Behavioral Neuroscience Major

RMC Students working in Lab Settings

Behavioral Neuroscience

Behavioral Neuroscience emphasizes the interaction of behavior with biological systems including brain pathways, nervous systems and hormonal systems.

Behavioral neuroscience has emerged as one of the most exciting and fastest-growing disciplines in science, leading to exciting career paths including medicine, health sciences, academia, government and private sector. This interdisciplinary field of study helps students develop intellectual skills in critical thinking and sound reasoning, and requires integration of knowledge from multiple levels of analysis, all of which are important characteristics of a liberal arts education.

"The Behavioral Neuroscience faculty helped with every step of my journey and inspired me to want to become a professor."
Emily Kirk '16 

Majors for Your Interest

As a Behavioral Neuroscience major, you'll take courses focusing on neuroanatomy, neurochemistry and advanced behavioral analysis. You'll address fundamental questions about the mind and its dynamic interactions with the biological systems of the brain as you explore topics from neuroeconomics to applied animal behavior. Best of all, you'll have the chance to participate in research projects, travel courses and internships to extend your behavioral neuroscience foundation beyond the classroom.

Research Opportunities 

At R-MC, you are encouraged to take part in active research and hands-on learning. Every student studying Behavioral Neuroscience has the opportunity to participate in research-intensive courses and independent-research projects through the college's Schapiro Undergraduate Research Fellowship (SURF) program. SURF students are engaged in graduate-level original research for 10 weeks during the summer months, under the guidance and mentorship of nationally recognized scholars.

Internships and Study Abroad

Neuroscience student with monkeysExpand your college experience through internships, travel study and individual research projects. Students gain experience in professional settings working with neuropsychiatrists, neuropsychologists, psychopharmacologists, neuroimaging scientists and other neuroscience researchers. There are also opportunities for placements in settings such as zoos (for students interested in applied animal behavior), hospitals, or clinical psychology or clinical counseling offices.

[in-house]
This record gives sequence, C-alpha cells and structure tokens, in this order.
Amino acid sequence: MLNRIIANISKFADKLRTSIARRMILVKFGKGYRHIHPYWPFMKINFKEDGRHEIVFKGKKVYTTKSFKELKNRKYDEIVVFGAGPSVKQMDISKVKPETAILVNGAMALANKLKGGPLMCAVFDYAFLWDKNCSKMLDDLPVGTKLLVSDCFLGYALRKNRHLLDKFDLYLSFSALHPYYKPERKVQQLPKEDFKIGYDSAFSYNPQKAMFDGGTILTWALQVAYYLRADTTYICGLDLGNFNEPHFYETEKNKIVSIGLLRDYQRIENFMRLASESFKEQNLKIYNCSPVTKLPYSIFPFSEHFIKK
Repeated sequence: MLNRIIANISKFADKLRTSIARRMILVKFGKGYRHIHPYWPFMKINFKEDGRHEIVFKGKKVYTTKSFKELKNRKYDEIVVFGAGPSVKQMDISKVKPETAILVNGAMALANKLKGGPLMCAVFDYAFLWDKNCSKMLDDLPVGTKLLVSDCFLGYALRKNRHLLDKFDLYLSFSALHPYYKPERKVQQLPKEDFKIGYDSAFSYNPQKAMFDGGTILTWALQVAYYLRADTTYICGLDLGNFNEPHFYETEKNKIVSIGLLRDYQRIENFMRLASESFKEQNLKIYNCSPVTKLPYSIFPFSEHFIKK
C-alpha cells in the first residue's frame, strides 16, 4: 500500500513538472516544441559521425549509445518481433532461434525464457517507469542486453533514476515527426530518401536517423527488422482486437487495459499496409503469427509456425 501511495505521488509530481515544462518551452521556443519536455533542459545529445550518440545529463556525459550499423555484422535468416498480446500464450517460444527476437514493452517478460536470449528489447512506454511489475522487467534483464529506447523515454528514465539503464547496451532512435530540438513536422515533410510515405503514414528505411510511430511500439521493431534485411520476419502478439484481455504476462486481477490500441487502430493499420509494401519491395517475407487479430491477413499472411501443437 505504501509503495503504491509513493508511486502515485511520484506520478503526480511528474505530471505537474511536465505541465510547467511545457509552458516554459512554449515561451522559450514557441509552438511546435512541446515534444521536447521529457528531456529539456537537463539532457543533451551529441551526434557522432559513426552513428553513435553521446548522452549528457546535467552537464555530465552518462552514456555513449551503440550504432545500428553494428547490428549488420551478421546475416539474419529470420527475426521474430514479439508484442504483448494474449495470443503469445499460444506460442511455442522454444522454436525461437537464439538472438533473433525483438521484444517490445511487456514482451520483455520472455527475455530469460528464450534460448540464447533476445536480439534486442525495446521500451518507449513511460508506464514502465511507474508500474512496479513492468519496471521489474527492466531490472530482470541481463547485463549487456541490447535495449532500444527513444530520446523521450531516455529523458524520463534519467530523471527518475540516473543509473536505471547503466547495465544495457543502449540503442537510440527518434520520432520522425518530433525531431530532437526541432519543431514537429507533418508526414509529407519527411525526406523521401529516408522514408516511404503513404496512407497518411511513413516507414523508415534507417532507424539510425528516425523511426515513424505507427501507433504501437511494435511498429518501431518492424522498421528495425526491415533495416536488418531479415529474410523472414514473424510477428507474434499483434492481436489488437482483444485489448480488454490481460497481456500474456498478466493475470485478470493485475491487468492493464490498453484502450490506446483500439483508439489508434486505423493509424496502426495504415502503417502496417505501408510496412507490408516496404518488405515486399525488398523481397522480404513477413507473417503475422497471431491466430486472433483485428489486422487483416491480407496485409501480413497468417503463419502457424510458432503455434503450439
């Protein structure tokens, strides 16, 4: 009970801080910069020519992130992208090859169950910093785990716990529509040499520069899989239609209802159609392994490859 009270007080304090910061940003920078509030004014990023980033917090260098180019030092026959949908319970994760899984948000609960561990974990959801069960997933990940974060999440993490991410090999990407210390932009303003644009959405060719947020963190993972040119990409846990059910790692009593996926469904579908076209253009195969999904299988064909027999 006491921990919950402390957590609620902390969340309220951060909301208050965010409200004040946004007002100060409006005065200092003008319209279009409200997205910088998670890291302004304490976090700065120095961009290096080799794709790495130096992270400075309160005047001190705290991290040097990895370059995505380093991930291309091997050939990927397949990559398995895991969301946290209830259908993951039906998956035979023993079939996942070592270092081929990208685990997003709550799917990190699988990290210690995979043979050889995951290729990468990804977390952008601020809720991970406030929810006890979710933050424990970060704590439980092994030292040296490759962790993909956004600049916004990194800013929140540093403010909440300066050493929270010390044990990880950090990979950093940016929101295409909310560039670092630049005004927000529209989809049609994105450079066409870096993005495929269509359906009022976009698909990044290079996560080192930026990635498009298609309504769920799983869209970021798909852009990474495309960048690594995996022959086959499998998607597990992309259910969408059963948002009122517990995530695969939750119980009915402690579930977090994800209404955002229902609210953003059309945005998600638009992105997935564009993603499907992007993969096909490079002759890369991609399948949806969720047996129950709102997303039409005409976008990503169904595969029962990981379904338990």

Chelsea Daniels '17 did a January Term (J-term) internship at the Center for Neurorehabilitation Services (CNS) in Richmond, Virginia. Daniels worked under the guidance of Physician Assistant Madison Moore Brown '11.

"To say that my internship prepared me for my career is an understatement," says Daniels. "I learned how to interact in a caring and empathetic yet professional way with patients. It was my first test at learning to feel comfortable when discussing difficult topics with patients. It also taught me how to work within a team. There are a lot of moving parts, and yet we all collaborated."

Beyond R-MC

5 neuroscience students in the majorBehavioral Neuroscience graduates have a wide variety of paths they can pursue. In addition to graduate school, medical school and health-related programs, they can pursue careers in related fields such as rehabilitation, school counseling, education, therapy and mental health. Other graduates have gone into veterinary medicine, public service and teaching.

Five Randolph-Macon College students, all behavioral neuroscience majors, are setting their sights on a bright future. The five—Emily Kirk, Noelle McKearney, Brennan Terhune-Cotter, Brooke Thompson, and Braeshaun Dozier—are all members of the Class of 2016.

"In our major, the world is our classroom," says Psychology Professor Massimo Bardi. "As we follow Japanese macaques in the mountains near Kyoto, or as we spend long nights in the lab observing animals exposed to enriched environments, we learn by doing, by trial and error, by exploring new ideas. In this process, faculty and students build a unique close connection, one of the characteristics that makes Randolph-Macon's Behavioral Neuroscience program so strong."